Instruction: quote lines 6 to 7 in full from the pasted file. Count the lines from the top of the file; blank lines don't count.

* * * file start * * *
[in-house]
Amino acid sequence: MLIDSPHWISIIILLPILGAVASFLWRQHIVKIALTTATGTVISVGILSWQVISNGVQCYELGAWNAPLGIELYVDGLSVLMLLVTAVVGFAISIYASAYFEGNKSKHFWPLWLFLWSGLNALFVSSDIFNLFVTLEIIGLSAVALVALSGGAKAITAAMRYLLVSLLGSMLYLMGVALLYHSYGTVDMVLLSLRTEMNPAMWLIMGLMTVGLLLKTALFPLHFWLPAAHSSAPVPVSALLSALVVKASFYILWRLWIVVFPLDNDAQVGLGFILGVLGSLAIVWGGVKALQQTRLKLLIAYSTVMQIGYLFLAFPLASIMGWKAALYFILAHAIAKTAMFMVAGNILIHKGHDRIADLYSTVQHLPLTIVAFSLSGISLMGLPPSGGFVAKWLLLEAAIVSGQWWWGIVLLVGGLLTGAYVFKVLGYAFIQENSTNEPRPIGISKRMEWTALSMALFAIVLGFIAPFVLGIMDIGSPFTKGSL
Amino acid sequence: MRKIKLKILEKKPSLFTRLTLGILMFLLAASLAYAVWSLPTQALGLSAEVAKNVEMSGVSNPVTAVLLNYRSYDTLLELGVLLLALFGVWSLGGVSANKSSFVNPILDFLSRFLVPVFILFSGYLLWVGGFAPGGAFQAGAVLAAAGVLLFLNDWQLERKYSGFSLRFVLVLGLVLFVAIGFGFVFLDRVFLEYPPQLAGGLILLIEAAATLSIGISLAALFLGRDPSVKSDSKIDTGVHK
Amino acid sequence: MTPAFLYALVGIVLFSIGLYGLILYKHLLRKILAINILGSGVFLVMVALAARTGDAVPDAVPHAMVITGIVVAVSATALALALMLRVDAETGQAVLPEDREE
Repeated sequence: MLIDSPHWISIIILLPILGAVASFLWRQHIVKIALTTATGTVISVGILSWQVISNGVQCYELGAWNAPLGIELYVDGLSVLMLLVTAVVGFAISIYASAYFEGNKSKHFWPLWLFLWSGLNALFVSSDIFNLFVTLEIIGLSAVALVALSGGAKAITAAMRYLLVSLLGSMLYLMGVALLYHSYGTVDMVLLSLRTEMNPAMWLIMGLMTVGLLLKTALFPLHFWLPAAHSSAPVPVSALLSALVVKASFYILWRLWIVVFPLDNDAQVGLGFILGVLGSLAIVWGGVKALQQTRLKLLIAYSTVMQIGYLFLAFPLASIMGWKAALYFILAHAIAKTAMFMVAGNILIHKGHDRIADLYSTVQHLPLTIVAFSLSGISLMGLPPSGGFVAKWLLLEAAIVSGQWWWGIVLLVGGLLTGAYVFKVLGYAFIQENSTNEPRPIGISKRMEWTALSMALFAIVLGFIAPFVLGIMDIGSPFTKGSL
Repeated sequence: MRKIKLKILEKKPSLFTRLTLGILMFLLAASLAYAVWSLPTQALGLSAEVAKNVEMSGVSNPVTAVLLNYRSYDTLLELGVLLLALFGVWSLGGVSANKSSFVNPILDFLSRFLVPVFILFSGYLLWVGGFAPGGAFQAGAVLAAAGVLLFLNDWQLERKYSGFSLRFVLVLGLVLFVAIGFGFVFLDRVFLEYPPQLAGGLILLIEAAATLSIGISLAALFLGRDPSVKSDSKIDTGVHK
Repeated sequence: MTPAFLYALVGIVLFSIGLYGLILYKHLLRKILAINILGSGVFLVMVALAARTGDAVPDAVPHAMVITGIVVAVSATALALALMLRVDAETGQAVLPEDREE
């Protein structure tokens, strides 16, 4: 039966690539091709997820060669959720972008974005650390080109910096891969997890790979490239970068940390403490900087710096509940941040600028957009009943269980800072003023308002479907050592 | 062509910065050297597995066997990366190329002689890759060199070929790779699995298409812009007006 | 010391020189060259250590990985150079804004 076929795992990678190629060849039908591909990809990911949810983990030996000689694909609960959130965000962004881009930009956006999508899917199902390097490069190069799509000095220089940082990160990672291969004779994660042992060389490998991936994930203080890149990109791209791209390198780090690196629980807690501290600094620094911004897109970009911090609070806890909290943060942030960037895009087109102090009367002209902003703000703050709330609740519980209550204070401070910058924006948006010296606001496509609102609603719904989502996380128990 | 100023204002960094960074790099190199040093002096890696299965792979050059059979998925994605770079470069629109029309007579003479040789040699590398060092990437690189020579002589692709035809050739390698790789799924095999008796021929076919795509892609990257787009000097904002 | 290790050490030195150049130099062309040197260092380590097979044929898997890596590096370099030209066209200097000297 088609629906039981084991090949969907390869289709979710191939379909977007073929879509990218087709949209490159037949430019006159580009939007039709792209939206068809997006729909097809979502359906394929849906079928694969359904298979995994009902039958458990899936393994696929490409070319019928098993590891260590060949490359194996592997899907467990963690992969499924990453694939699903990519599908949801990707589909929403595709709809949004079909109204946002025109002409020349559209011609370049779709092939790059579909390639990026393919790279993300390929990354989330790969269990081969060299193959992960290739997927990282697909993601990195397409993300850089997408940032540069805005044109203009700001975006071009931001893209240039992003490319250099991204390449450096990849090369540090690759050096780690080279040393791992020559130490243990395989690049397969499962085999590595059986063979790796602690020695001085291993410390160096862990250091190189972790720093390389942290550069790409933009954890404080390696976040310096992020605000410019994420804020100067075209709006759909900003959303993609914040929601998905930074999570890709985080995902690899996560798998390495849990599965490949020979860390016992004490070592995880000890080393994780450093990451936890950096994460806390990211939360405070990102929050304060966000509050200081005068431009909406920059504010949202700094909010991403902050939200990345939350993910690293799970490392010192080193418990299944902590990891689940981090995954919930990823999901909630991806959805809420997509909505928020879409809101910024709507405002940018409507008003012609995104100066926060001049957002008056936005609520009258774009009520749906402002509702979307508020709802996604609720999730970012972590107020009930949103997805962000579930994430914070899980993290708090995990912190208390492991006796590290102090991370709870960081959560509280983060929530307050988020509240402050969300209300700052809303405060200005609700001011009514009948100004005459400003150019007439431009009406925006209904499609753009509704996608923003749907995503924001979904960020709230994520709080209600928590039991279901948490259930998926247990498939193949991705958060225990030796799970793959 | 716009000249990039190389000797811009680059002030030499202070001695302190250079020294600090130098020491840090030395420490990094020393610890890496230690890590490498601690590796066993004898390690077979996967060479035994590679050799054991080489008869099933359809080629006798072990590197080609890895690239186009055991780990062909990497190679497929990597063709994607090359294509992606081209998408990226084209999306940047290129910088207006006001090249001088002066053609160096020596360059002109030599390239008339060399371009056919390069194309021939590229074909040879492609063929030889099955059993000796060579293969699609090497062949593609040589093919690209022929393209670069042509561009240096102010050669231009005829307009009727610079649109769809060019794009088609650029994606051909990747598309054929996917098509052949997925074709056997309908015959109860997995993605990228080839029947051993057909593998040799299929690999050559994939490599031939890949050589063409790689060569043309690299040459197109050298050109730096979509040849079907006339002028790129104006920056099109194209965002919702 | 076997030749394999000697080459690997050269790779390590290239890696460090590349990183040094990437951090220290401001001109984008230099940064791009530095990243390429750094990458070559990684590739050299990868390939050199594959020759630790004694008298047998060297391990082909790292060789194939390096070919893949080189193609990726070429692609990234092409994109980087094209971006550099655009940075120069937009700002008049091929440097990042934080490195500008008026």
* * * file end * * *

Repeated sequence: MRKIKLKILEKKPSLFTRLTLGILMFLLAASLAYAVWSLPTQALGLSAEVAKNVEMSGVSNPVTAVLLNYRSYDTLLELGVLLLALFGVWSLGGVSANKSSFVNPILDFLSRFLVPVFILFSGYLLWVGGFAPGGAFQAGAVLAAAGVLLFLNDWQLERKYSGFSLRFVLVLGLVLFVAIGFGFVFLDRVFLEYPPQLAGGLILLIEAAATLSIGISLAALFLGRDPSVKSDSKIDTGVHK
Repeated sequence: MTPAFLYALVGIVLFSIGLYGLILYKHLLRKILAINILGSGVFLVMVALAARTGDAVPDAVPHAMVITGIVVAVSATALALALMLRVDAETGQAVLPEDREE